The answer to your question though is failing out of an Ivy program may not exclude you from another program. I dropped out of one program to begin again and succeed at a more-demanding higher regarded one, but several years went by between these two events, and I had to establish a strong "track record", ask for new letters of recommendation, additional testing (GRE's), etc. This was tough. It is best to consider this opportunity your only chance and do your best.
  5. Feb 2, 2016 #4

    Vanadium 50

    User Avatar
    Staff Emeritus
    Science Advisor
    Education Advisor
    2017 Award

    Dropping out of one graduate program is believed to be a strong predictor of dropping out of another one. Maybe it's not even true, but that's the belief.

    And, as said, if you can't hack it at Harvard, you need to go pretty far down to find somewhere substantially easier. After all, Jackson is Jackson, no matter where you take it.
  6. Feb 2, 2016 #5


    User Avatar
    Science Advisor
    Education Advisor

    Well first off, not all of the Ivy League schools have top physics programs. Harvard and Princeton are in the very top tier, but Dartmouth and Brown are definitely not as strong. The others are great programs usually ranked in the top 10-15 or so, with many excelling in certain areas (i.e. Penn is one of the top few programs for soft matter and Cornell has probably the best clean room in the country).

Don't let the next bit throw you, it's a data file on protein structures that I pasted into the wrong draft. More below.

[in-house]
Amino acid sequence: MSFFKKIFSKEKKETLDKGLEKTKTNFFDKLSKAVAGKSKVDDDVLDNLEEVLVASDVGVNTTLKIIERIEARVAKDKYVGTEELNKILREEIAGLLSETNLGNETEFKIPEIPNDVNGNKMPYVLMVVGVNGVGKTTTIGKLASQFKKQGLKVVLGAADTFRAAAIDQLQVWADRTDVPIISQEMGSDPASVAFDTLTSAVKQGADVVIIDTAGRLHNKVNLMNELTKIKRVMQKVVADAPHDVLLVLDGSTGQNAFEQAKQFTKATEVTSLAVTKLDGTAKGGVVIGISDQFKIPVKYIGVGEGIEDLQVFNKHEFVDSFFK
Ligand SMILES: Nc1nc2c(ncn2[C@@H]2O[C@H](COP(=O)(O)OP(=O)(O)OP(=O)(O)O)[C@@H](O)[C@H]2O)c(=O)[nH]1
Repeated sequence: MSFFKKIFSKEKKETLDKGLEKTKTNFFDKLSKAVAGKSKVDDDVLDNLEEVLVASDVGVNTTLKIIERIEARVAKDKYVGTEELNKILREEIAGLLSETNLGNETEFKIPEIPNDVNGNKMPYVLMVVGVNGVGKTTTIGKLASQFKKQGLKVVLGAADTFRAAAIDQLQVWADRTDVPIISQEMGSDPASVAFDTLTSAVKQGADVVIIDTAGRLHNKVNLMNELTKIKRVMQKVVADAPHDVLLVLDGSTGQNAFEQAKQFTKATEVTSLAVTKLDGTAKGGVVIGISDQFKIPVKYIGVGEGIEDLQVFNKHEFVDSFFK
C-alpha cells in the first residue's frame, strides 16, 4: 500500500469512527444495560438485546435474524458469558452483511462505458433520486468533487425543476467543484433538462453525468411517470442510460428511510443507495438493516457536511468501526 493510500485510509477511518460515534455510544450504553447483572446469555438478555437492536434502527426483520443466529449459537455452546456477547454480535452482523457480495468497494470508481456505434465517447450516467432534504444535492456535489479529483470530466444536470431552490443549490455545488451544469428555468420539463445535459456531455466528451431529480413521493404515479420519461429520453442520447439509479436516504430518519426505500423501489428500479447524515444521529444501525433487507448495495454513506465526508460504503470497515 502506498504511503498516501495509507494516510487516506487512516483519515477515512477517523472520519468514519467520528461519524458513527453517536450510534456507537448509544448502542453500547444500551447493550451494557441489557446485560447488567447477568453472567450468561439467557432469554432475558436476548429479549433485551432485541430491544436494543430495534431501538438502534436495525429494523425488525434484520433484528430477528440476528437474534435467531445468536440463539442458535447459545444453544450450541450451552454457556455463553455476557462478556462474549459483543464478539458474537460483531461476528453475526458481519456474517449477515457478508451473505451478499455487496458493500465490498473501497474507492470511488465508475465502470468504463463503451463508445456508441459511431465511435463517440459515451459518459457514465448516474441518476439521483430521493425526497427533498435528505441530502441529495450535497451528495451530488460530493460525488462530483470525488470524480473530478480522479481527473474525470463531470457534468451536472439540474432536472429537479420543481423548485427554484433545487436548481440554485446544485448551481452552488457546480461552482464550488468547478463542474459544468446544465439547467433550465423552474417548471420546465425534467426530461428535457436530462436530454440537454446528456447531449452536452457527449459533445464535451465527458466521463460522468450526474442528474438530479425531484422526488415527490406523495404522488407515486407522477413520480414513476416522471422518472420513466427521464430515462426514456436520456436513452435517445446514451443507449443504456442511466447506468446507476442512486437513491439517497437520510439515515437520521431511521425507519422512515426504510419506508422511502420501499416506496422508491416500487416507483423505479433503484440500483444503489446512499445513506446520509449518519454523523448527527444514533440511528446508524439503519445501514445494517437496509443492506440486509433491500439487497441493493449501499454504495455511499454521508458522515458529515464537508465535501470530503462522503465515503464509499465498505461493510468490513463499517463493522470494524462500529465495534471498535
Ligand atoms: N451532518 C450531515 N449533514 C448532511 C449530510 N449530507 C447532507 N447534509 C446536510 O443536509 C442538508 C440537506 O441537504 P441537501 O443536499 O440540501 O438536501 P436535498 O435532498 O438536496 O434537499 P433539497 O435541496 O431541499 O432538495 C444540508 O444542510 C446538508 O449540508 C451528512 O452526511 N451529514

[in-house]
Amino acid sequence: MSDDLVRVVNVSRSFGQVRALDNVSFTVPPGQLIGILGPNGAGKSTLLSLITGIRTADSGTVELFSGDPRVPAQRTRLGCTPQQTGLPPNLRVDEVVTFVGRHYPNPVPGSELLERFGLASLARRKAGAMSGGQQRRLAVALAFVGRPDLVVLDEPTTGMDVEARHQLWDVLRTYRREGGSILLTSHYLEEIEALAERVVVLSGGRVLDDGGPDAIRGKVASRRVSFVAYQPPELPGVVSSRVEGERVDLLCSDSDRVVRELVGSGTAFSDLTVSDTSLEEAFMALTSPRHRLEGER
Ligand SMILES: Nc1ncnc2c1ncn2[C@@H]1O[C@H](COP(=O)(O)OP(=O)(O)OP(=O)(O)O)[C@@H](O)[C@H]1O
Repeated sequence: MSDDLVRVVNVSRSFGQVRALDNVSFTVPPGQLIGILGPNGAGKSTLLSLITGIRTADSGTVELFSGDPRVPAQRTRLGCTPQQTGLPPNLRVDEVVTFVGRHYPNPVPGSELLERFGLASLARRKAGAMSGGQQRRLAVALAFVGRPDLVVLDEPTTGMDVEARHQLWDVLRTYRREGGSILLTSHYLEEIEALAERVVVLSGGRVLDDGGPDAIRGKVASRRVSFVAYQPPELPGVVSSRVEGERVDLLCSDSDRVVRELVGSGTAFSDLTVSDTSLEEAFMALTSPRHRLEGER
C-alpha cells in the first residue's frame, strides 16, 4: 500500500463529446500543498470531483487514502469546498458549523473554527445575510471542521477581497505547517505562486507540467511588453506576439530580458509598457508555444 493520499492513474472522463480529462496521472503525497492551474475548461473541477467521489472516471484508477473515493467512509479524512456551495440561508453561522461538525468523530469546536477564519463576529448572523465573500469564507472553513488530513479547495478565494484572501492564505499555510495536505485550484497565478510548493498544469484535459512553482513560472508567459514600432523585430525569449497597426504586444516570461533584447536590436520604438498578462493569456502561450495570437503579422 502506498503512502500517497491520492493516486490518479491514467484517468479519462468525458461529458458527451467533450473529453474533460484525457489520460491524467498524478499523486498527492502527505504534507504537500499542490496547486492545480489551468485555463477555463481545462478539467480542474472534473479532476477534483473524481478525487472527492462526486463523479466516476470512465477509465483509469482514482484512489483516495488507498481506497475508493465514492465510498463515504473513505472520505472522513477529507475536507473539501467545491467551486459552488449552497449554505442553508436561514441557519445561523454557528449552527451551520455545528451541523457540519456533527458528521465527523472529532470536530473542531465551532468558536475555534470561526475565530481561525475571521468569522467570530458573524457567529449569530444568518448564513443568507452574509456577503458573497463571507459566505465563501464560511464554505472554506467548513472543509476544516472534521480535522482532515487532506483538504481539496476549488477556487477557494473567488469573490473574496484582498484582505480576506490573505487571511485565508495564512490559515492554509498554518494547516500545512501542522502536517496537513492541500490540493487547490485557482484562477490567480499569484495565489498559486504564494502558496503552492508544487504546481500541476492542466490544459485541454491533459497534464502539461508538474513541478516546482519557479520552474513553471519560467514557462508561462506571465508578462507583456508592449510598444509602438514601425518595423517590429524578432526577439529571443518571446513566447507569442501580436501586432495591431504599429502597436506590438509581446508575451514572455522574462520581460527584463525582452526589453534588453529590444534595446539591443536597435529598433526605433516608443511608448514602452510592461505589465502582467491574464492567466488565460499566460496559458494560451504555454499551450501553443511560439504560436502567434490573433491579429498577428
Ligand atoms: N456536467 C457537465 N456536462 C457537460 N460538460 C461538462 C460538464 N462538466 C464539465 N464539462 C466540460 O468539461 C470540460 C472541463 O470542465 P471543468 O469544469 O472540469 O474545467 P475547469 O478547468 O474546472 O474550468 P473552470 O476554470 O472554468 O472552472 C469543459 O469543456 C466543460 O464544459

It's definitely okay to be nervous about going to a top tier program. Honestly, if you aren't a bit nervous you are likely overconfident. The thing to remember is that the department does really want you to succeed and to do everything they can do you can to help you complete the program and do great things. Physics grad programs are much more supportive in that respect than they were in the past, even some that were notorious for toxic environments. If you need help, there are people you can reach out to even just to talk, often the grad student chair and/or coordinator.

    Quite frankly, you also need to be ok with feeling stupid a lot of the time. You should allow that feeling to motivate you rather than discourage you.
  7. Feb 3, 2016 #6


    User Avatar
    Science Advisor
    Education Advisor

    Congratulations on your acceptance! (Assuming that part is real and not part of the hypothetical scenario.)

    I wouldn't let the brand name of a school psyche you out. As others have said, graduate school is going to be a challenge where ever you go. Make your decision based on the program that seems like the best fit for you based on your interests, the opportunities that it will provide, how you feel you'll get along with potential supervisors etc.
  8. Feb 6, 2016 #7
    Excellent, thank you for all of your information and advice. You all make a good point that, as V50 put it, "Jackson is Jackson, no matter where you take it."
Share this great discussion with others via Reddit, Google+, Twitter, or Facebook